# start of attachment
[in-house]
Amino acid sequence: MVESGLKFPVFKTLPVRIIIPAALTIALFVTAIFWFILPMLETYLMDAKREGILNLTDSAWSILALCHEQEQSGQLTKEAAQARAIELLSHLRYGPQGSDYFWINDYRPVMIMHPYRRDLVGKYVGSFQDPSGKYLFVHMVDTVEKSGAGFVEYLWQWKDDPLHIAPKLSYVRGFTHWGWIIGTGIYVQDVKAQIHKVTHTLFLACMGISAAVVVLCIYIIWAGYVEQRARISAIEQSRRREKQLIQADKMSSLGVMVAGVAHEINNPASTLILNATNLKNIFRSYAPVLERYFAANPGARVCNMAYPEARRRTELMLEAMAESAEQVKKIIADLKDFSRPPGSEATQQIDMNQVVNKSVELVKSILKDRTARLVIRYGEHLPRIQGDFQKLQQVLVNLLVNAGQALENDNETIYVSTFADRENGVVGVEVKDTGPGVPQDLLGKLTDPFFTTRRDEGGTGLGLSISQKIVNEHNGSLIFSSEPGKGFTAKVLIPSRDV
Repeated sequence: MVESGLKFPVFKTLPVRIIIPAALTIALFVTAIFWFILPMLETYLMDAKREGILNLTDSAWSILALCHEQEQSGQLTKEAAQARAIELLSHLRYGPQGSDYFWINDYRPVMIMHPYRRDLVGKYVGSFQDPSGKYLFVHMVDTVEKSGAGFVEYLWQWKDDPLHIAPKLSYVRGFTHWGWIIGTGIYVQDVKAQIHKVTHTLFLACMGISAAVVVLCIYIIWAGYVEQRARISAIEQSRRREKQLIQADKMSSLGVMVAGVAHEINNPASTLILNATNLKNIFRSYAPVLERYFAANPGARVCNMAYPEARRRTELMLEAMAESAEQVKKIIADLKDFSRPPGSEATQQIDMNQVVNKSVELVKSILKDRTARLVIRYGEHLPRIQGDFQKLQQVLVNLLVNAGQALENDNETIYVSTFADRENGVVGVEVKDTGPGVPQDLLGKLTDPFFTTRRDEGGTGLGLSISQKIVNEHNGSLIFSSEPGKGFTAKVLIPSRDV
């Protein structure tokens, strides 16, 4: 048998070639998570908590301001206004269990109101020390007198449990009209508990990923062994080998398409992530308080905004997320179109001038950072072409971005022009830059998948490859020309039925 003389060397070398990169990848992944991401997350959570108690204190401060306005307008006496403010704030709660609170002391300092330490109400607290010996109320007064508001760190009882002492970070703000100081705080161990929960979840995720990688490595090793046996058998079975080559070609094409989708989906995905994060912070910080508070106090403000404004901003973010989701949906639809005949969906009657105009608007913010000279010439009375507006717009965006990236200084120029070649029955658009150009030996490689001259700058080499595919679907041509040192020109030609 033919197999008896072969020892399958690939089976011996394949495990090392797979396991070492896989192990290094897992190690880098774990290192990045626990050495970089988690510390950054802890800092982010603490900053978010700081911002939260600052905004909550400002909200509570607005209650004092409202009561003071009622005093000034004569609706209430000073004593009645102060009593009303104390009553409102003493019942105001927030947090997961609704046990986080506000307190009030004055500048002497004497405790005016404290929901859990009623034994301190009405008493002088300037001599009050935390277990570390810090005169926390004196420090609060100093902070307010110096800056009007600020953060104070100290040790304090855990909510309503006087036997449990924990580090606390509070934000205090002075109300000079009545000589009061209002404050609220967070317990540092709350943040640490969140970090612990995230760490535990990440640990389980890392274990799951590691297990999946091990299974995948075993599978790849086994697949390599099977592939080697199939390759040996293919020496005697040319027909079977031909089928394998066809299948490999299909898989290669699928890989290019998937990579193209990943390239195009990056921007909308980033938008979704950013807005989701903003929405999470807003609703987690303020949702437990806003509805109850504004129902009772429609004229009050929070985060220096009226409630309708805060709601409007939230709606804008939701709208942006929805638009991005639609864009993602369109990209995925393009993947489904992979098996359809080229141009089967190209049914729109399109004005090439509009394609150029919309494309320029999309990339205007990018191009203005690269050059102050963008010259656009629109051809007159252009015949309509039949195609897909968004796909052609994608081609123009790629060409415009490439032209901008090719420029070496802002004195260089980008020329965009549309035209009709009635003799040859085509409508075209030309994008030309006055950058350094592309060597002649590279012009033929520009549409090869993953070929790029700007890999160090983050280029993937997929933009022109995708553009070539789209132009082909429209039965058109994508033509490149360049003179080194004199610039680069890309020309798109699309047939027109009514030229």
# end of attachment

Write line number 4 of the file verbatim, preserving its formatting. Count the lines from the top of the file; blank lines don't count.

């Protein structure tokens, strides 16, 4: 048998070639998570908590301001206004269990109101020390007198449990009209508990990923062994080998398409992530308080905004997320179109001038950072072409971005022009830059998948490859020309039925 003389060397070398990169990848992944991401997350959570108690204190401060306005307008006496403010704030709660609170002391300092330490109400607290010996109320007064508001760190009882002492970070703000100081705080161990929960979840995720990688490595090793046996058998079975080559070609094409989708989906995905994060912070910080508070106090403000404004901003973010989701949906639809005949969906009657105009608007913010000279010439009375507006717009965006990236200084120029070649029955658009150009030996490689001259700058080499595919679907041509040192020109030609 033919197999008896072969020892399958690939089976011996394949495990090392797979396991070492896989192990290094897992190690880098774990290192990045626990050495970089988690510390950054802890800092982010603490900053978010700081911002939260600052905004909550400002909200509570607005209650004092409202009561003071009622005093000034004569609706209430000073004593009645102060009593009303104390009553409102003493019942105001927030947090997961609704046990986080506000307190009030004055500048002497004497405790005016404290929901859990009623034994301190009405008493002088300037001599009050935390277990570390810090005169926390004196420090609060100093902070307010110096800056009007600020953060104070100290040790304090855990909510309503006087036997449990924990580090606390509070934000205090002075109300000079009545000589009061209002404050609220967070317990540092709350943040640490969140970090612990995230760490535990990440640990389980890392274990799951590691297990999946091990299974995948075993599978790849086994697949390599099977592939080697199939390759040996293919020496005697040319027909079977031909089928394998066809299948490999299909898989290669699928890989290019998937990579193209990943390239195009990056921007909308980033938008979704950013807005989701903003929405999470807003609703987690303020949702437990806003509805109850504004129902009772429609004229009050929070985060220096009226409630309708805060709601409007939230709606804008939701709208942006929805638009991005639609864009993602369109990209995925393009993947489904992979098996359809080229141009089967190209049914729109399109004005090439509009394609150029919309494309320029999309990339205007990018191009203005690269050059102050963008010259656009629109051809007159252009015949309509039949195609897909968004796909052609994608081609123009790629060409415009490439032209901008090719420029070496802002004195260089980008020329965009549309035209009709009635003799040859085509409508075209030309994008030309006055950058350094592309060597002649590279012009033929520009549409090869993953070929790029700007890999160090983050280029993937997929933009022109995708553009070539789209132009082909429209039965058109994508033509490149360049003179080194004199610039680069890309020309798109699309047939027109009514030229």